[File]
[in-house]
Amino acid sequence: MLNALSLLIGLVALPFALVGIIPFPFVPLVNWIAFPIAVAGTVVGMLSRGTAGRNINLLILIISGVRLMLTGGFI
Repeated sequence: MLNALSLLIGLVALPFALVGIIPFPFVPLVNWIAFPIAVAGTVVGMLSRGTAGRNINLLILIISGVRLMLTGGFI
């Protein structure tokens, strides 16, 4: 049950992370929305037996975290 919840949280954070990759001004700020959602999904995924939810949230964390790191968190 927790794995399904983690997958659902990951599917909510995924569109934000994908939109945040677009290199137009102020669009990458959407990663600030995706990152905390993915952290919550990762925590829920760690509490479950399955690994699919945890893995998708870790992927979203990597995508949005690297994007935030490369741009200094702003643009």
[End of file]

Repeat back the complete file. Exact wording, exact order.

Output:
[in-house]
Amino acid sequence: MLNALSLLIGLVALPFALVGIIPFPFVPLVNWIAFPIAVAGTVVGMLSRGTAGRNINLLILIISGVRLMLTGGFI
Repeated sequence: MLNALSLLIGLVALPFALVGIIPFPFVPLVNWIAFPIAVAGTVVGMLSRGTAGRNINLLILIISGVRLMLTGGFI
């Protein structure tokens, strides 16, 4: 049950992370929305037996975290 919840949280954070990759001004700020959602999904995924939810949230964390790191968190 927790794995399904983690997958659902990951599917909510995924569109934000994908939109945040677009290199137009102020669009990458959407990663600030995706990152905390993915952290919550990762925590829920760690509490479950399955690994699919945890893995998708870790992927979203990597995508949005690297994007935030490369741009200094702003643009």